In September 2020, a new record was set for the longest non-stop flight a living creature has made on Earth. A sample from a lost bird The black-tailed needleLemosa Labonica Bauri) He flew from Alaska to New Zealand traveling 12,200 km in 11 days of non-stop flight! The population sample of the Alaskan breeding species has not stopped, neither for eating nor for rest. It crossed the Pacific Ocean from north to south, at speeds of between 40 and 100 kilometers per hour, to spend the winter in New Zealand.
In 2009, a female of the same species tagged with a satellite transmitter was already spotted on a 11,680-kilometer route for an eight-day non-stop flight, also between her breeding area in the Yukon Delta and Winter New Zealand. A record took 11 years to be smashed: It was surpassed by a male marked in Alaska at 520 kilometers. For these trips to be successful, they require extraordinary physical and steering capabilities. Its wingspan is about 80 cm and weight 190-250 grams, which can reach 400-640 grams when loaded with fat at the beginning of the migration. Currently, the physiology of these immigrants is being investigated: birds with the metabolism of a long-distance runner … in Usain Bolt’s body.
The same species, black-tailed Marilyn, is found in Europe, and along with other species of waders they also make unusual trips. Birds from Central Europe or the Siberian tundra cross the Iberian Peninsula and are able to make non-stop flights for 3-4 days, at an altitude of more than 3000 meters, to reach winter areas in tropical Africa (Senegal, Mauritania, Mali). In addition, in our geography, millions of migratory birds, many of which are very small (6-30 grams), cross the Sahara Desert every year (more than 2000 kilometers of rocks and sand) on marathons of 2-4 days, as evidenced by the distinction of birds Small geolocation devices.
Bird migration is one of nature’s most fascinating natural phenomena. Emerging as a strategy for the seasonal survival of resources, migration requires a careful adjustment between the movement of migratory birds and the productive cycles of nature, and thus, over thousands of years, the best adaptations have been chosen to be at the right time in the right place. As a result, aerodynamic, light but resistant body structures were chosen, and their physiology was adapted to prolonged efforts with minimal energy expenditures or exceptional steering capabilities, among others.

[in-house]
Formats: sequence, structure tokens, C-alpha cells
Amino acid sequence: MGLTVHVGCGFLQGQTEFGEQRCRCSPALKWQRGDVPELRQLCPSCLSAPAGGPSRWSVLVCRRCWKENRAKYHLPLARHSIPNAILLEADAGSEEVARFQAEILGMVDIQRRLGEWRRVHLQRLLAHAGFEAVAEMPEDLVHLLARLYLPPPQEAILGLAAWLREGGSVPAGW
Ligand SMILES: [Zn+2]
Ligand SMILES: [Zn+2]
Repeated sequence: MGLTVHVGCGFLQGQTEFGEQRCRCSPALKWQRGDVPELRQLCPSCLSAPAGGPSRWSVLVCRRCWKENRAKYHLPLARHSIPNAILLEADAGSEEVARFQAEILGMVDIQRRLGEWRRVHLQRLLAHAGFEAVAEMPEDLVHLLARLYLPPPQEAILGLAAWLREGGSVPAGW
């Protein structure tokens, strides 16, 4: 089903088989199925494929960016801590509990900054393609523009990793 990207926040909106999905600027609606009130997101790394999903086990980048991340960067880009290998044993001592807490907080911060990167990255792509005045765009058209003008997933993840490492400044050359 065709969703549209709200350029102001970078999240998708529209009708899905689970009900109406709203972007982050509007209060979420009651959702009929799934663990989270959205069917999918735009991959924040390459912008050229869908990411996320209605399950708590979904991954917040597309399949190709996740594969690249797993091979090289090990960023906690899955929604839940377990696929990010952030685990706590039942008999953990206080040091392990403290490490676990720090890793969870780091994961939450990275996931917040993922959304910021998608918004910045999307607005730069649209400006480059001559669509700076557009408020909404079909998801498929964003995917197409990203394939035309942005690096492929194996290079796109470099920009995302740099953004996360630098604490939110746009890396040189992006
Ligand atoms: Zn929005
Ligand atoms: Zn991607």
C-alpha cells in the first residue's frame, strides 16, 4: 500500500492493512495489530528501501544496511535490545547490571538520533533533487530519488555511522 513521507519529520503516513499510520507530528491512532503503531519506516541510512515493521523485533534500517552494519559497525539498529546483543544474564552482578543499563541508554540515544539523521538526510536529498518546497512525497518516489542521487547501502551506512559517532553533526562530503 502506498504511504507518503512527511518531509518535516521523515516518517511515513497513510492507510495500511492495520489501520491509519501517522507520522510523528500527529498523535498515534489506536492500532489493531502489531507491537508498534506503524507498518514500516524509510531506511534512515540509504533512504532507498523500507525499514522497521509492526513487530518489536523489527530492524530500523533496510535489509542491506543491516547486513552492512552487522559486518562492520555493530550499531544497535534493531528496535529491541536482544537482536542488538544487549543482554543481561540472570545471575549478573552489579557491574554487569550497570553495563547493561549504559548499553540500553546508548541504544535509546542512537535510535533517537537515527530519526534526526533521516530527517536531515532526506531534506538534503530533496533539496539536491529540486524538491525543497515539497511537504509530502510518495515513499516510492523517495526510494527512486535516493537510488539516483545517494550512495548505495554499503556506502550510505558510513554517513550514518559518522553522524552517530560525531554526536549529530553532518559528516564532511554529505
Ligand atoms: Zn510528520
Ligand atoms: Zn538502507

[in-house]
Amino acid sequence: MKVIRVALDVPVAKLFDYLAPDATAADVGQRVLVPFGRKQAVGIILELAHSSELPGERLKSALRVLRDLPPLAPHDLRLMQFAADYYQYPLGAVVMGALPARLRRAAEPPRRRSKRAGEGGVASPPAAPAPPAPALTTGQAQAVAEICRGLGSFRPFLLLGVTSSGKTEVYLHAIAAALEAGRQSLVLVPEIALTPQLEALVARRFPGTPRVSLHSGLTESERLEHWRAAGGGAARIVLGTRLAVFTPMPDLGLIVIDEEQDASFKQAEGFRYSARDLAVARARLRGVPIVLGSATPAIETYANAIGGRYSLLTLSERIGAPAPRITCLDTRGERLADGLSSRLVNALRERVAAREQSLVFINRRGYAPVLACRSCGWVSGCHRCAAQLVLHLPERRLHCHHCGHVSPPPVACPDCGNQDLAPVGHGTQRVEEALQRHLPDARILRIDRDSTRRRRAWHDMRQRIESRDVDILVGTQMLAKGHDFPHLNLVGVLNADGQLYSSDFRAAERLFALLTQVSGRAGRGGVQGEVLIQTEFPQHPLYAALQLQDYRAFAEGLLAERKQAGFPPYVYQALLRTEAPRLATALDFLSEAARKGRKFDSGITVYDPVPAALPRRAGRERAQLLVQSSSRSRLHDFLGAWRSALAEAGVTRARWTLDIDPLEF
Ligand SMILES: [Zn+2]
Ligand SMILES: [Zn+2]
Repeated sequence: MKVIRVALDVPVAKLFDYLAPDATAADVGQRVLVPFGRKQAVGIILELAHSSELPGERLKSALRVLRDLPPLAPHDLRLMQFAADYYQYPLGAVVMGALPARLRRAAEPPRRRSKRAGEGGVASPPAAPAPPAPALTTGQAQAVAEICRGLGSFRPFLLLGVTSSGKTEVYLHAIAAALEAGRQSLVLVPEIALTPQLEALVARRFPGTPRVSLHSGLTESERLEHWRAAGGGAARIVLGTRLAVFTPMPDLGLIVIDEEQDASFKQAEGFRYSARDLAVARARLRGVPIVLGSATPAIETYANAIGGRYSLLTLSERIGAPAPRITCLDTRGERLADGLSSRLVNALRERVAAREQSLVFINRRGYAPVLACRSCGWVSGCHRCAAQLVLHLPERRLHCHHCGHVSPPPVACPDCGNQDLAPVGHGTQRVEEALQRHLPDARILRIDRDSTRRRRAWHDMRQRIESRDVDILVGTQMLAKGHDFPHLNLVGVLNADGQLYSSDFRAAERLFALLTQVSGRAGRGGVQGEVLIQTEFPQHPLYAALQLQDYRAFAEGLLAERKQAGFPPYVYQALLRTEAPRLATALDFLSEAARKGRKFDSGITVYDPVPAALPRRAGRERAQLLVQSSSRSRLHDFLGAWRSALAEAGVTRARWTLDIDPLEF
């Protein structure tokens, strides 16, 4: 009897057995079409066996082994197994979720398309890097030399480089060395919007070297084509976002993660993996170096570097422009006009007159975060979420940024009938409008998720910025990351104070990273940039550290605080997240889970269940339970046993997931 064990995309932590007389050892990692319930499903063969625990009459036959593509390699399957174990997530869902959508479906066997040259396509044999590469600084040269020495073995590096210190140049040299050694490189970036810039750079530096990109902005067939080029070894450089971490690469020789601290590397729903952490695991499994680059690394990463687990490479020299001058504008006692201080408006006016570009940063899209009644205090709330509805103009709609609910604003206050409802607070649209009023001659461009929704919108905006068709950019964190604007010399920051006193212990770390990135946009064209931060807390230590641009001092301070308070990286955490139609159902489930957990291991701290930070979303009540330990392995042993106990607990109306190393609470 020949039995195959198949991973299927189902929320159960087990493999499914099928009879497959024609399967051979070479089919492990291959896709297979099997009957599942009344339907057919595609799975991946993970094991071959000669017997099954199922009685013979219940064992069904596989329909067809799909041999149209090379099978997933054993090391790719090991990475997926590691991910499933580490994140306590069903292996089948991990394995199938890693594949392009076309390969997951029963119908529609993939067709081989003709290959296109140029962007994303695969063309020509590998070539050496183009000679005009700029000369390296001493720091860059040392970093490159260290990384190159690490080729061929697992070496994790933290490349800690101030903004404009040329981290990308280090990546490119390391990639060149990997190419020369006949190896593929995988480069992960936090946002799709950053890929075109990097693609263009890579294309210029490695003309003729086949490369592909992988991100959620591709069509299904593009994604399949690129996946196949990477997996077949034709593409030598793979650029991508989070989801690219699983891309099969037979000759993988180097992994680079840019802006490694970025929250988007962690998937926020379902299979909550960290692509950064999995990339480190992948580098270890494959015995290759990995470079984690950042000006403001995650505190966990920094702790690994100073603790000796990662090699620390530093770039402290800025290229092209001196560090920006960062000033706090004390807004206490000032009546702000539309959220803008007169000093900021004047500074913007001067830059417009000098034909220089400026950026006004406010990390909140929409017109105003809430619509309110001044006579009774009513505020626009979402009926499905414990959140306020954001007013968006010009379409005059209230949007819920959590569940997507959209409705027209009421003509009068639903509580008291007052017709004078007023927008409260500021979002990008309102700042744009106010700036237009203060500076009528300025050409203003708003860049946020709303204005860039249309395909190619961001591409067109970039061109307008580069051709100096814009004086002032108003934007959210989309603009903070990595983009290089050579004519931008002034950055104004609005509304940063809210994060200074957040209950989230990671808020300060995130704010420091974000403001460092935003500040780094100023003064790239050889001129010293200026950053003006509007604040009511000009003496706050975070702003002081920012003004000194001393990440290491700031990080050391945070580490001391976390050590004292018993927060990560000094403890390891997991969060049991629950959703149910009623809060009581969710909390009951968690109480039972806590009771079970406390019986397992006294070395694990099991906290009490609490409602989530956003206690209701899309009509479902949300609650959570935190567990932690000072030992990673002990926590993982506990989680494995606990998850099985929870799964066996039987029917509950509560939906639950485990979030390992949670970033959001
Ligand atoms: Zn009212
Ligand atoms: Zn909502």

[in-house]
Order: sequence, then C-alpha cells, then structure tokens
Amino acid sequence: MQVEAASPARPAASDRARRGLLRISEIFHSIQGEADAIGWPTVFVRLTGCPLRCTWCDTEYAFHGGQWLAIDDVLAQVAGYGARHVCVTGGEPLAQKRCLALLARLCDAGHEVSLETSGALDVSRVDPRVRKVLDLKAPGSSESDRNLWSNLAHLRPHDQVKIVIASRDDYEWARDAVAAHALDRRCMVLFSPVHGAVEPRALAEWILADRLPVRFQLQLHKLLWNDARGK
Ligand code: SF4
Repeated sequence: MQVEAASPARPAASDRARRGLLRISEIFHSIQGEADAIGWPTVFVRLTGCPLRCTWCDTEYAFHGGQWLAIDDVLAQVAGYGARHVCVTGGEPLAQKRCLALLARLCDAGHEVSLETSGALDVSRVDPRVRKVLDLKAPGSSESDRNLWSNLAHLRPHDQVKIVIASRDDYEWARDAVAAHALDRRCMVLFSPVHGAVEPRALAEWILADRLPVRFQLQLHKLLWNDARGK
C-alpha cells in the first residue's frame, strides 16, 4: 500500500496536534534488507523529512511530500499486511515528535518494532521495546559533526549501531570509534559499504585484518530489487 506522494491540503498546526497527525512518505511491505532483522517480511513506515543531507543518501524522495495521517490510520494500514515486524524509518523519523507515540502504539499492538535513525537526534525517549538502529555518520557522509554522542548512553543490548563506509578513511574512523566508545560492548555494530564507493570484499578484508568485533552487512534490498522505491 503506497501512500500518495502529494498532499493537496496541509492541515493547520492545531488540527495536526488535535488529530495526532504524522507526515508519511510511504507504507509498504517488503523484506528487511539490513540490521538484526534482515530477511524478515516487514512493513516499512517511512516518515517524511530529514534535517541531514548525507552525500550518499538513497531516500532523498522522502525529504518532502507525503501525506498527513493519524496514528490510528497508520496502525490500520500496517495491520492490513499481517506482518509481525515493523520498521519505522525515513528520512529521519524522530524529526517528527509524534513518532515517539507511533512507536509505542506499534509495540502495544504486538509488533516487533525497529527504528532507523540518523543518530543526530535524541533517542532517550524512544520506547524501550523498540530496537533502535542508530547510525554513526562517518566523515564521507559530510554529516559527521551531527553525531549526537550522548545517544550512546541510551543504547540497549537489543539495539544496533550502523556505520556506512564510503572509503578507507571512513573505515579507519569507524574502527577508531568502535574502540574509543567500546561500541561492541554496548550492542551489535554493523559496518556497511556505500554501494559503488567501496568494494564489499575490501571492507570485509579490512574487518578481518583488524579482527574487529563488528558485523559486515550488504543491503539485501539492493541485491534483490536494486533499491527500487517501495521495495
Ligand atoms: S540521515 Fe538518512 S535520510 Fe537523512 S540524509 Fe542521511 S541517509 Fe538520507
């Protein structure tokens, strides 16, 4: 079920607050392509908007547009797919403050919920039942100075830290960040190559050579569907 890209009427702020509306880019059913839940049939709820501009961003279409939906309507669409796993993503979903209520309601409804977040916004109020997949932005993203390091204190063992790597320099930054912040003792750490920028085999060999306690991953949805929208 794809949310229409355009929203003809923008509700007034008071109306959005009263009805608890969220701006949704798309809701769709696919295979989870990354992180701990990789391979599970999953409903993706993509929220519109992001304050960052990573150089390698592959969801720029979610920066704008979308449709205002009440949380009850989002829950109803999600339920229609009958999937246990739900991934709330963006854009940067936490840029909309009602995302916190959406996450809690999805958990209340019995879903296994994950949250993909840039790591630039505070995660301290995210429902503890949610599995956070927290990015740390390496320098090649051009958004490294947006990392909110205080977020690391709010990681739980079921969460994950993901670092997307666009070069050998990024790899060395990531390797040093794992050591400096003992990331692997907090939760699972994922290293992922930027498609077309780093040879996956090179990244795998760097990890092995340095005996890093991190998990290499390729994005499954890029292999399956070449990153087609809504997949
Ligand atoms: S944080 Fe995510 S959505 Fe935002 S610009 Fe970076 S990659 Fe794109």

Until recently, most of these trips were not well known and nurtured all kinds of myths and legends: swallows that buried themselves in mud during the winter, red beginnings that turned into robins in the spring, or hawks that turned into cuckoos. The emergence and disappearance of species from an area posed a complex puzzle that was difficult to explain. It was only so a century ago when birds began to be marked with rings, allowing the origins and destinations of these travelers to be linked for the first time. And it wasn’t until recently. When using modern satellite and Global Positioning System (GPS) technologies The miniaturization of the components of these devices allows better detail to reach the entrances and generalities of these flights. The results are surprising, the excursions … extraordinary.
The longest journeys (of which there is evidence) made by a living creature on Earth correspond to the Arctic tern (Heaven is sterna). This seabird weighs about 100 gramsAble to travel more than 80,000 km year-round, On their voyages back and forth between the arctic breeding grounds and the winter lands of Antarctica, they crossed the Atlantic Ocean from north to south twice a year. In the Netherlands, geolocators, terns, arrived on the shores of Australia on their migrations, and returned the following spring to the breeding colony in the Netherlands. Bearing in mind that Arctic terns are long-lived birds and can live for more than 20 years, it is estimated that many individuals are able to travel distances of over a million kilometers throughout their lives. A significant stretch, given that to go from Earth to the Moon, you would have to cross 384,400 kilometers.
Alejandro Onropia He is a biologist and scientific coordinator for the Migres Foundation
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